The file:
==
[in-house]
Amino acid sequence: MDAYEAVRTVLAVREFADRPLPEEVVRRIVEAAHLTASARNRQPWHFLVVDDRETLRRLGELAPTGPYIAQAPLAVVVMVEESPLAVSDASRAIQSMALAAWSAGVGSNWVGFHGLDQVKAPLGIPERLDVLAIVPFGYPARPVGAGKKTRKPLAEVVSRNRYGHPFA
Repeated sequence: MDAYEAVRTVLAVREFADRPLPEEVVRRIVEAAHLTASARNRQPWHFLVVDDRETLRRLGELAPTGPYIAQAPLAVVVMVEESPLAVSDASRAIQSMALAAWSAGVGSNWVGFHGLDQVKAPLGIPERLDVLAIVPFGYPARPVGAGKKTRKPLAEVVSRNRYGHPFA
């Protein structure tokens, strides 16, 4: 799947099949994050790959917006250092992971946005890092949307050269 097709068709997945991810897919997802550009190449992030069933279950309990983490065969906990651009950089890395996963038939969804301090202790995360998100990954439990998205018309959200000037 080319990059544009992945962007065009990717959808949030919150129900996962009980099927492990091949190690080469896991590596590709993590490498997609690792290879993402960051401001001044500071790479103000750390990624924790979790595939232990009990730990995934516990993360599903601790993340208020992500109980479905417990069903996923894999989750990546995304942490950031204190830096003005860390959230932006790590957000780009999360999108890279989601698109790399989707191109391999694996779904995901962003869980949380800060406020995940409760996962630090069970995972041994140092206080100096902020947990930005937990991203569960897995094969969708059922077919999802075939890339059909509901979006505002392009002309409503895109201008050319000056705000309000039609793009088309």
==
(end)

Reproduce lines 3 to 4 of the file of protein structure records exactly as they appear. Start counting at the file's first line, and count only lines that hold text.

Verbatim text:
Repeated sequence: MDAYEAVRTVLAVREFADRPLPEEVVRRIVEAAHLTASARNRQPWHFLVVDDRETLRRLGELAPTGPYIAQAPLAVVVMVEESPLAVSDASRAIQSMALAAWSAGVGSNWVGFHGLDQVKAPLGIPERLDVLAIVPFGYPARPVGAGKKTRKPLAEVVSRNRYGHPFA
């Protein structure tokens, strides 16, 4: 799947099949994050790959917006250092992971946005890092949307050269 097709068709997945991810897919997802550009190449992030069933279950309990983490065969906990651009950089890395996963038939969804301090202790995360998100990954439990998205018309959200000037 080319990059544009992945962007065009990717959808949030919150129900996962009980099927492990091949190690080469896991590596590709993590490498997609690792290879993402960051401001001044500071790479103000750390990624924790979790595939232990009990730990995934516990993360599903601790993340208020992500109980479905417990069903996923894999989750990546995304942490950031204190830096003005860390959230932006790590957000780009999360999108890279989601698109790399989707191109391999694996779904995901962003869980949380800060406020995940409760996962630090069970995972041994140092206080100096902020947990930005937990991203569960897995094969969708059922077919999802075939890339059909509901979006505002392009002309409503895109201008050319000056705000309000039609793009088309």